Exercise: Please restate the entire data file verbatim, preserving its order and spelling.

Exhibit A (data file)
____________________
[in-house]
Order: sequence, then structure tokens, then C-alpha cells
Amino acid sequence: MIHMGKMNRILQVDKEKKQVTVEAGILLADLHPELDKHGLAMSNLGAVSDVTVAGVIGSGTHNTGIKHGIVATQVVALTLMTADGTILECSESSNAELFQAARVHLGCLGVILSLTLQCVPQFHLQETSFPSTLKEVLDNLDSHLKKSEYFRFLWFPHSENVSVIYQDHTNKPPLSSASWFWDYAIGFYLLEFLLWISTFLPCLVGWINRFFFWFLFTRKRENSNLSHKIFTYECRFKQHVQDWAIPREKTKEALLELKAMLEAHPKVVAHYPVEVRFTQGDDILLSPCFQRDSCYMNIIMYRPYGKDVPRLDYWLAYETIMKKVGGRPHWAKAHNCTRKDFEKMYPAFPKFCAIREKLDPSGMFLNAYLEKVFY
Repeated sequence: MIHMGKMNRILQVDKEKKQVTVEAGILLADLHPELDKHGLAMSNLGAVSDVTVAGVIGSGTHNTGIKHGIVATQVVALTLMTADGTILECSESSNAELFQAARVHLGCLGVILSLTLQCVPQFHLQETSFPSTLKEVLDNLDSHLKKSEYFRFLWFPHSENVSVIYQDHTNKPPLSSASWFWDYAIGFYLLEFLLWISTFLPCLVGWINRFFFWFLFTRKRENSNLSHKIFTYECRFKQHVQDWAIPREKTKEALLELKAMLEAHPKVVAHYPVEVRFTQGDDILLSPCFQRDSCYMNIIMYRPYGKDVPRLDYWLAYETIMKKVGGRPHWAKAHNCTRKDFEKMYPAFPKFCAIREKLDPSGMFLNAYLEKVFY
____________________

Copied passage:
[in-house]
Order: sequence, then structure tokens, then C-alpha cells
Amino acid sequence: MIHMGKMNRILQVDKEKKQVTVEAGILLADLHPELDKHGLAMSNLGAVSDVTVAGVIGSGTHNTGIKHGIVATQVVALTLMTADGTILECSESSNAELFQAARVHLGCLGVILSLTLQCVPQFHLQETSFPSTLKEVLDNLDSHLKKSEYFRFLWFPHSENVSVIYQDHTNKPPLSSASWFWDYAIGFYLLEFLLWISTFLPCLVGWINRFFFWFLFTRKRENSNLSHKIFTYECRFKQHVQDWAIPREKTKEALLELKAMLEAHPKVVAHYPVEVRFTQGDDILLSPCFQRDSCYMNIIMYRPYGKDVPRLDYWLAYETIMKKVGGRPHWAKAHNCTRKDFEKMYPAFPKFCAIREKLDPSGMFLNAYLEKVFY
Repeated sequence: MIHMGKMNRILQVDKEKKQVTVEAGILLADLHPELDKHGLAMSNLGAVSDVTVAGVIGSGTHNTGIKHGIVATQVVALTLMTADGTILECSESSNAELFQAARVHLGCLGVILSLTLQCVPQFHLQETSFPSTLKEVLDNLDSHLKKSEYFRFLWFPHSENVSVIYQDHTNKPPLSSASWFWDYAIGFYLLEFLLWISTFLPCLVGWINRFFFWFLFTRKRENSNLSHKIFTYECRFKQHVQDWAIPREKTKEALLELKAMLEAHPKVVAHYPVEVRFTQGDDILLSPCFQRDSCYMNIIMYRPYGKDVPRLDYWLAYETIMKKVGGRPHWAKAHNCTRKDFEKMYPAFPKFCAIREKLDPSGMFLNAYLEKVFY